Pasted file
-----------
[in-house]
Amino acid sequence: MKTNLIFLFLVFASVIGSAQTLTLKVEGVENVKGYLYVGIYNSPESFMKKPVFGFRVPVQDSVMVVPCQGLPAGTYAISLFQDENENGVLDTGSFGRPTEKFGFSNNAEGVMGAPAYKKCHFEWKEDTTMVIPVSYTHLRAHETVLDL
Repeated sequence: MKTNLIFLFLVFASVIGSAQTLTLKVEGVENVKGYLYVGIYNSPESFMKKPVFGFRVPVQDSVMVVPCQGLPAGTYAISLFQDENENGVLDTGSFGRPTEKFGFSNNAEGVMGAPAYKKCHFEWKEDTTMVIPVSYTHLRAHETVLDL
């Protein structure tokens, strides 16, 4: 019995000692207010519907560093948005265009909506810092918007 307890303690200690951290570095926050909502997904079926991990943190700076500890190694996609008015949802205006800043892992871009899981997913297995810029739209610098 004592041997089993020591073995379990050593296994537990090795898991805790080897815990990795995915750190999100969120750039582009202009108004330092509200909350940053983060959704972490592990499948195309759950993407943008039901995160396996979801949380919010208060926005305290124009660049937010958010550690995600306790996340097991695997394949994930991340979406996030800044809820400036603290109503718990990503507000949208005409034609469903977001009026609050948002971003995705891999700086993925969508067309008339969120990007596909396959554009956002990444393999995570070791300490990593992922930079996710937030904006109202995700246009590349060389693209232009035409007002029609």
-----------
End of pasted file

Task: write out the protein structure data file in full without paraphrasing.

[in-house]
Amino acid sequence: MKTNLIFLFLVFASVIGSAQTLTLKVEGVENVKGYLYVGIYNSPESFMKKPVFGFRVPVQDSVMVVPCQGLPAGTYAISLFQDENENGVLDTGSFGRPTEKFGFSNNAEGVMGAPAYKKCHFEWKEDTTMVIPVSYTHLRAHETVLDL
Repeated sequence: MKTNLIFLFLVFASVIGSAQTLTLKVEGVENVKGYLYVGIYNSPESFMKKPVFGFRVPVQDSVMVVPCQGLPAGTYAISLFQDENENGVLDTGSFGRPTEKFGFSNNAEGVMGAPAYKKCHFEWKEDTTMVIPVSYTHLRAHETVLDL
């Protein structure tokens, strides 16, 4: 019995000692207010519907560093948005265009909506810092918007 307890303690200690951290570095926050909502997904079926991990943190700076500890190694996609008015949802205006800043892992871009899981997913297995810029739209610098 004592041997089993020591073995379990050593296994537990090795898991805790080897815990990795995915750190999100969120750039582009202009108004330092509200909350940053983060959704972490592990499948195309759950993407943008039901995160396996979801949380919010208060926005305290124009660049937010958010550690995600306790996340097991695997394949994930991340979406996030800044809820400036603290109503718990990503507000949208005409034609469903977001009026609050948002971003995705891999700086993925969508067309008339969120990007596909396959554009956002990444393999995570070791300490990593992922930079996710937030904006109202995700246009590349060389693209232009035409007002029609």